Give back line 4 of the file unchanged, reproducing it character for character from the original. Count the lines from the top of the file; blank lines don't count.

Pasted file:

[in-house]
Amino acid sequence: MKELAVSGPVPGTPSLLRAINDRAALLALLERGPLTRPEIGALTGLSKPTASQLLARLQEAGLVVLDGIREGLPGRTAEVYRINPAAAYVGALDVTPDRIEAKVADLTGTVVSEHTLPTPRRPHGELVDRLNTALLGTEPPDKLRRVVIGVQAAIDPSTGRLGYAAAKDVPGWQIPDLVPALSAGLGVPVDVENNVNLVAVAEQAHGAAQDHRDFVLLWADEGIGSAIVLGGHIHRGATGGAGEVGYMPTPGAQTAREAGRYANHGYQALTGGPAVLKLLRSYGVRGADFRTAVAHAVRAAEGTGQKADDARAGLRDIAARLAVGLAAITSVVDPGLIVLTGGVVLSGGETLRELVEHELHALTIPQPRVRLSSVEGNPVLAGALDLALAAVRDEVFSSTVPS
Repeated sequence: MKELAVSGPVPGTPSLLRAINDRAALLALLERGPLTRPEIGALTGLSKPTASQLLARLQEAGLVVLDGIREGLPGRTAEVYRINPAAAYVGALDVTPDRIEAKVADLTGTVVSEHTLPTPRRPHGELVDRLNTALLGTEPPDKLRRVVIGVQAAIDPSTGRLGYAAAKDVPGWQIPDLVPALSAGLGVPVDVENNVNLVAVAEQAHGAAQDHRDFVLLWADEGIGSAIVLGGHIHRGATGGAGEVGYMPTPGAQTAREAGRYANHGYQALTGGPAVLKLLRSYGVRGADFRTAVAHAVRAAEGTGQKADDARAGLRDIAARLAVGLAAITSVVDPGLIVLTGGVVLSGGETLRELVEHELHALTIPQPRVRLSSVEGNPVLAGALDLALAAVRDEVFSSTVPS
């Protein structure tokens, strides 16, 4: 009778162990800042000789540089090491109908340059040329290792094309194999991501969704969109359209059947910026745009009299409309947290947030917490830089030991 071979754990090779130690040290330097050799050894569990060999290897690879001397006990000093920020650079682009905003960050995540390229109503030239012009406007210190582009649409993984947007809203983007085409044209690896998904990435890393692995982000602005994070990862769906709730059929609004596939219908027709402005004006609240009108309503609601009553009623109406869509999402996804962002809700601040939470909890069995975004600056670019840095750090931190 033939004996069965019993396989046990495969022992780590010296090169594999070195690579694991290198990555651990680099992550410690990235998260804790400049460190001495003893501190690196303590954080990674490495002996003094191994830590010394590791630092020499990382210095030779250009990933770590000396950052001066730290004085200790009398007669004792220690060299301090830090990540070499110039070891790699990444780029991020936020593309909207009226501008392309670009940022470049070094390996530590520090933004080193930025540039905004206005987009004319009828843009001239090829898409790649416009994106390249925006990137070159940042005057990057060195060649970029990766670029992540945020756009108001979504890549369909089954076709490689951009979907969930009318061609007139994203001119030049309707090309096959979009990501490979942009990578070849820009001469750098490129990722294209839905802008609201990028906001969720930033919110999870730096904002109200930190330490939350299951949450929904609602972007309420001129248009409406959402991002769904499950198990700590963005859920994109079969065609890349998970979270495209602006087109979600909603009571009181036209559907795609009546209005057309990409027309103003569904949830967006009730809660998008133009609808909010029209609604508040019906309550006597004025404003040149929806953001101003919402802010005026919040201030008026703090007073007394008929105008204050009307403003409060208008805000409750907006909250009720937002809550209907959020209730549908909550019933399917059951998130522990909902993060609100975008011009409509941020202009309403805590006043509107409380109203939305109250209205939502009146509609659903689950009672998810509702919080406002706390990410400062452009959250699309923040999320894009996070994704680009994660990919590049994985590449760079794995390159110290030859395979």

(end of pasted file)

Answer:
């Protein structure tokens, strides 16, 4: 009778162990800042000789540089090491109908340059040329290792094309194999991501969704969109359209059947910026745009009299409309947290947030917490830089030991 071979754990090779130690040290330097050799050894569990060999290897690879001397006990000093920020650079682009905003960050995540390229109503030239012009406007210190582009649409993984947007809203983007085409044209690896998904990435890393692995982000602005994070990862769906709730059929609004596939219908027709402005004006609240009108309503609601009553009623109406869509999402996804962002809700601040939470909890069995975004600056670019840095750090931190 033939004996069965019993396989046990495969022992780590010296090169594999070195690579694991290198990555651990680099992550410690990235998260804790400049460190001495003893501190690196303590954080990674490495002996003094191994830590010394590791630092020499990382210095030779250009990933770590000396950052001066730290004085200790009398007669004792220690060299301090830090990540070499110039070891790699990444780029991020936020593309909207009226501008392309670009940022470049070094390996530590520090933004080193930025540039905004206005987009004319009828843009001239090829898409790649416009994106390249925006990137070159940042005057990057060195060649970029990766670029992540945020756009108001979504890549369909089954076709490689951009979907969930009318061609007139994203001119030049309707090309096959979009990501490979942009990578070849820009001469750098490129990722294209839905802008609201990028906001969720930033919110999870730096904002109200930190330490939350299951949450929904609602972007309420001129248009409406959402991002769904499950198990700590963005859920994109079969065609890349998970979270495209602006087109979600909603009571009181036209559907795609009546209005057309990409027309103003569904949830967006009730809660998008133009609808909010029209609604508040019906309550006597004025404003040149929806953001101003919402802010005026919040201030008026703090007073007394008929105008204050009307403003409060208008805000409750907006909250009720937002809550209907959020209730549908909550019933399917059951998130522990909902993060609100975008011009409509941020202009309403805590006043509107409380109203939305109250209205939502009146509609659903689950009672998810509702919080406002706390990410400062452009959250699309923040999320894009996070994704680009994660990919590049994985590449760079794995390159110290030859395979």